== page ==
I’m a big Adobe Audition fan, and when I heard that the powerful multitrack audio editing program found in Adobe Production Studio would be replaced in the upcoming CS3 bundle by a more feature-limited version, I was less than pleased. That said, calling Soundbooth, the program that replaced Audition, “video-centric” rather than “feature-limited” is not smooth marketing talk. Soundbooth includes most features that video editors will need and is easier to learn than Audition. It also boasts a new background music creation feature that has promise, if not polish.
In this tutorial, I’ll provide an overview of Soundbooth’s interface and then focus on how to accomplish common tasks like normalization, noise removal, and audio compression. For the record, I created this tutorial on a quad-core Mac Pro with two dual-core Intel Xeon Woodcrest processors running at 3.0GHz and 8GB RAM. Not that it matters, of course, because Soundbooth looks and feels identical on both platforms, but it’s hard not to feel a small thrill running Production Studio on a Mac for the first time.
Soundbooth’s interface is similar to other Production Studio apps, using multiple interlocked panels that you can arrange as desired, then save as a workspace. You can import a video file into Soundbooth and edit the audio there, which is sometimes useful, though most users will pull their audio from Premiere Pro. Note the middle panel on the left in the image above, which contains tabs called Tasks, Effects, and Markers. This breaks the Soundbooth workflow into three distinct steps; we’ll work through the first two here.
The Tasks tab relates to cleaning up your audio, removing transient noises, and background hiss and hum. Soundbooth offers a useful selection of 11 effects; I’ll use a Compressor effect to boost the clarity of the interview I’m editing. The third step, the Markers tab, involves inserting markers for use with Flash, which goes beyond the scope of this tutorial.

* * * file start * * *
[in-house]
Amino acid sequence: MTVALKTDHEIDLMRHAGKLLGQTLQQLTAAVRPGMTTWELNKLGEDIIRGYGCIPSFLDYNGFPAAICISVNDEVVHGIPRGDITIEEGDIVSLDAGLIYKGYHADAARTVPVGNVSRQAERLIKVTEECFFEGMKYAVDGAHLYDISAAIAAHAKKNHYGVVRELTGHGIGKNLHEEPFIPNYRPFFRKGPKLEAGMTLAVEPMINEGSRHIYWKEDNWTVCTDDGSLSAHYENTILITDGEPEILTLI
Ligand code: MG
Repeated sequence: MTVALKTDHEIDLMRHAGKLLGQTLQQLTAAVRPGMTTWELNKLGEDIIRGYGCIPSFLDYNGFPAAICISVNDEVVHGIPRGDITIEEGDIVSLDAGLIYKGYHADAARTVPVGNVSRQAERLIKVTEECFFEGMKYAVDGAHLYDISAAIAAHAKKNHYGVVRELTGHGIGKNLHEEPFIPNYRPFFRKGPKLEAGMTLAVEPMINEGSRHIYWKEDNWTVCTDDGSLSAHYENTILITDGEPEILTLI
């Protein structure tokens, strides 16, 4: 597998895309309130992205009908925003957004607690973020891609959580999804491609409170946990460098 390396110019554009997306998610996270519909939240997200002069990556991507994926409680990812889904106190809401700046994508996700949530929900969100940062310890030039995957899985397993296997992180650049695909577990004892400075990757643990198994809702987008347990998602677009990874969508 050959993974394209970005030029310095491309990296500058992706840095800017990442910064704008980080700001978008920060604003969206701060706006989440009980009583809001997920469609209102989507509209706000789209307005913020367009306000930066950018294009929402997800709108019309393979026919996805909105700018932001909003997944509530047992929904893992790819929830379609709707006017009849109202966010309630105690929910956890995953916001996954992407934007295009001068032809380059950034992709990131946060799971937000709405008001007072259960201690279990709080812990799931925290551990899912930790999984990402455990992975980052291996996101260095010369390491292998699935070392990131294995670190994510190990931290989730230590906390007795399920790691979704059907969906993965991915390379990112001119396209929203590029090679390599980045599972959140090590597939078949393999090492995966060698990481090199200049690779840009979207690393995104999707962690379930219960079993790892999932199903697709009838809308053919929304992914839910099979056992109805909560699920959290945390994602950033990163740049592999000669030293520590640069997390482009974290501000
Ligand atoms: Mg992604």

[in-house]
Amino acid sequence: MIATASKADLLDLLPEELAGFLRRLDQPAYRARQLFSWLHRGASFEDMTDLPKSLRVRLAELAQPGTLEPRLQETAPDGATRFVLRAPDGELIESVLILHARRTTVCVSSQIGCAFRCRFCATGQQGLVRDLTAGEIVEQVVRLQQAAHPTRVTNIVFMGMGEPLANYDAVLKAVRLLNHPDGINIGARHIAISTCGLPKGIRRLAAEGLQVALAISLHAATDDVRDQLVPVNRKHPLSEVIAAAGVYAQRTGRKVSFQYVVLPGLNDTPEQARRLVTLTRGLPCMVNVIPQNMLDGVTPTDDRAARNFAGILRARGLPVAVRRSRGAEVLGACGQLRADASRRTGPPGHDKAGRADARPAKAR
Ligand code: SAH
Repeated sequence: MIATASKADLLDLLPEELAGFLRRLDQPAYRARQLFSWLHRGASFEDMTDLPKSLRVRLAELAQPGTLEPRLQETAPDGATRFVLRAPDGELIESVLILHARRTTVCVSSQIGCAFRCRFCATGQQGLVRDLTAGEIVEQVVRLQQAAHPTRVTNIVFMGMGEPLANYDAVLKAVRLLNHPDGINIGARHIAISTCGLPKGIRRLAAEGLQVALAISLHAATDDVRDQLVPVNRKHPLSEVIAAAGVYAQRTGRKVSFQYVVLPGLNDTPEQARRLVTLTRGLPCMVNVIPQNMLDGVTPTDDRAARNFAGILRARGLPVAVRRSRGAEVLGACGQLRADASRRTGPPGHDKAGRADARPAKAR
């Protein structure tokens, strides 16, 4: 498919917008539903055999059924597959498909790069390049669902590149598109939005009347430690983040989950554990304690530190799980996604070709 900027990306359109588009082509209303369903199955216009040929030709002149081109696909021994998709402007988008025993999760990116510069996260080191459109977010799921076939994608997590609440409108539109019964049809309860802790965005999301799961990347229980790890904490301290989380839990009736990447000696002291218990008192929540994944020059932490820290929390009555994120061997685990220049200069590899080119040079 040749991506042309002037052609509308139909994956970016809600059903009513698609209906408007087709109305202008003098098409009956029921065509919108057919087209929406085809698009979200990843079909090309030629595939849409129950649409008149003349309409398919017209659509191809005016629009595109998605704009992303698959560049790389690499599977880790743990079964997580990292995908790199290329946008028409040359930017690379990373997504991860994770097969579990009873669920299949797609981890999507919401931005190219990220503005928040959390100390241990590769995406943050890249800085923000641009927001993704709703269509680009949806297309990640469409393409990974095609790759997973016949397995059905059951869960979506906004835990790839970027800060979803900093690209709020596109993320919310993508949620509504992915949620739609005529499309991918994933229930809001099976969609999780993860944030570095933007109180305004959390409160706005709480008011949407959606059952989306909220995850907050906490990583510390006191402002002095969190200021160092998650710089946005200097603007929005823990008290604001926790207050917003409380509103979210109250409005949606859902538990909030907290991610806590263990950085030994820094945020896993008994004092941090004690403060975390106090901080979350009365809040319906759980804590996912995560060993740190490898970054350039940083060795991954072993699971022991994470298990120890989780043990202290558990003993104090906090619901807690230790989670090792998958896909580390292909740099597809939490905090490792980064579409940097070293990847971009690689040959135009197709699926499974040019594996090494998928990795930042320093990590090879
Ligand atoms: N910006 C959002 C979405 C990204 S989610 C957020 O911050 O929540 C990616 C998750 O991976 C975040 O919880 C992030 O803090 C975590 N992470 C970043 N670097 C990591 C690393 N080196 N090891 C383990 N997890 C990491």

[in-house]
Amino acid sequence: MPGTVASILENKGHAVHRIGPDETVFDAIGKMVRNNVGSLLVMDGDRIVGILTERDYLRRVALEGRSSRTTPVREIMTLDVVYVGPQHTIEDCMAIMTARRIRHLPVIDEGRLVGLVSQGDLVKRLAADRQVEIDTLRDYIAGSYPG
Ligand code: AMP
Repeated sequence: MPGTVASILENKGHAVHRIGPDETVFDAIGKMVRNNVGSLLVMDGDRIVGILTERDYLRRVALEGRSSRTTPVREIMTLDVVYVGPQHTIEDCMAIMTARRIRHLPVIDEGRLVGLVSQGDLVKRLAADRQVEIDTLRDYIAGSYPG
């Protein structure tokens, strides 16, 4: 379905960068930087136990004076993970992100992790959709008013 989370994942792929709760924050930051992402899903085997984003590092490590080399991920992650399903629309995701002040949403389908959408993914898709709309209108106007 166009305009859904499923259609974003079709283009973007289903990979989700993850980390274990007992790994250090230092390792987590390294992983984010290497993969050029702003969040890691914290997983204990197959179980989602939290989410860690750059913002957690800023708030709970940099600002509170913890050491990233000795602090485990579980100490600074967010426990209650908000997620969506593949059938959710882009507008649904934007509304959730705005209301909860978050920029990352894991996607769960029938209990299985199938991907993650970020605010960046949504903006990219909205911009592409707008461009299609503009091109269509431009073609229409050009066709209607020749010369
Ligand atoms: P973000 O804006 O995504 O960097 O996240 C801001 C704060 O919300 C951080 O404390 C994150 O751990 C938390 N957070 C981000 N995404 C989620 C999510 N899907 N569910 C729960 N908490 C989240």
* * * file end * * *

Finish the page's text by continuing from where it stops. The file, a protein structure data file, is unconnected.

Below that is the History panel, which stores your edits and allows you to undo them. Note that you can’t pick and choose which edits to undo. For example, if you undo the sixth edit out of nine, you also undo seven through nine.
Working in the Record Window
Though I’ve produced a lot of narration in Audition, the recording interface always felt like an afterthought. Adobe fixed that with a separate Record window—a nice addition (below). As before, when you’re working with audio in Premiere Pro, you can right-click and choose Edit In Adobe Soundbooth, and any changes will automatically be saved to Premiere Pro.
The biggest feature found in Audition but missing from Soundbooth is the multitrack interface, which is great for assembling multiple audio files into a single mix. For example, I use this to create radio advertisements for my wife’s ballet company, with one track containing voice-over and the other containing background music. Though I could easily do this in Premiere Pro, since there’s no video, and because I created the narration in Audition, I produced the audio there as well.
From a timing perspective, it’s interesting that Sony added multitrack capability to the latest rev of Sound Forge and Apple extended Soundtrack Pro’s existing multitrack capabilities with multichannel support. Note that Audition is still for sale as a standalone product for those that need that functionality, though it’s only available on the Windows platform. (Soundbooth, like most of the other applications in CS3 Production Premium, is available for both Windows and Mac.)
With this as background, let’s work through the most common tasks that you’ll perform in Soundbooth. I’ll be working with several clips pulled in from Premiere Pro that have random clicks as well as background noise that I’d like to remove.